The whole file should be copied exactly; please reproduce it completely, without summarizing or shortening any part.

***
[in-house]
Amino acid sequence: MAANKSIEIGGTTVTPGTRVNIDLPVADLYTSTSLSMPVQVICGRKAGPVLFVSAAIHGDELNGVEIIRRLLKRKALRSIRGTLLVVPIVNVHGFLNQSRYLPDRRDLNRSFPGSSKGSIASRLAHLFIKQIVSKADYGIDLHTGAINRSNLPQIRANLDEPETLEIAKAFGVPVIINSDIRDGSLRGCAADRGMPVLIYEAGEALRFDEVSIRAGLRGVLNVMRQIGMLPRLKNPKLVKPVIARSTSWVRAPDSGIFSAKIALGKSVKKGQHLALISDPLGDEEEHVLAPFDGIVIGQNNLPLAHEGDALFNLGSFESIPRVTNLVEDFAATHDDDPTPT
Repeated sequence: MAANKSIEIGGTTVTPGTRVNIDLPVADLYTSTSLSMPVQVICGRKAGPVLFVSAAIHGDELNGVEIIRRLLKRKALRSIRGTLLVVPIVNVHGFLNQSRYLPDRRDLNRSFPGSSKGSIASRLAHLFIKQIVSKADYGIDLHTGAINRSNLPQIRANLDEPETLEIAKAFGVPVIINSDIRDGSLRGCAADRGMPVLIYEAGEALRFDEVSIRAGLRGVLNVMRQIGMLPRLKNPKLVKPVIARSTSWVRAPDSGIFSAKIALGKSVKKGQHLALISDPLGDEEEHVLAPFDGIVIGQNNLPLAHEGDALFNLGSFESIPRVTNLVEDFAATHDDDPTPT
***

[in-house]
Amino acid sequence: MAANKSIEIGGTTVTPGTRVNIDLPVADLYTSTSLSMPVQVICGRKAGPVLFVSAAIHGDELNGVEIIRRLLKRKALRSIRGTLLVVPIVNVHGFLNQSRYLPDRRDLNRSFPGSSKGSIASRLAHLFIKQIVSKADYGIDLHTGAINRSNLPQIRANLDEPETLEIAKAFGVPVIINSDIRDGSLRGCAADRGMPVLIYEAGEALRFDEVSIRAGLRGVLNVMRQIGMLPRLKNPKLVKPVIARSTSWVRAPDSGIFSAKIALGKSVKKGQHLALISDPLGDEEEHVLAPFDGIVIGQNNLPLAHEGDALFNLGSFESIPRVTNLVEDFAATHDDDPTPT
Repeated sequence: MAANKSIEIGGTTVTPGTRVNIDLPVADLYTSTSLSMPVQVICGRKAGPVLFVSAAIHGDELNGVEIIRRLLKRKALRSIRGTLLVVPIVNVHGFLNQSRYLPDRRDLNRSFPGSSKGSIASRLAHLFIKQIVSKADYGIDLHTGAINRSNLPQIRANLDEPETLEIAKAFGVPVIINSDIRDGSLRGCAADRGMPVLIYEAGEALRFDEVSIRAGLRGVLNVMRQIGMLPRLKNPKLVKPVIARSTSWVRAPDSGIFSAKIALGKSVKKGQHLALISDPLGDEEEHVLAPFDGIVIGQNNLPLAHEGDALFNLGSFESIPRVTNLVEDFAATHDDDPTPT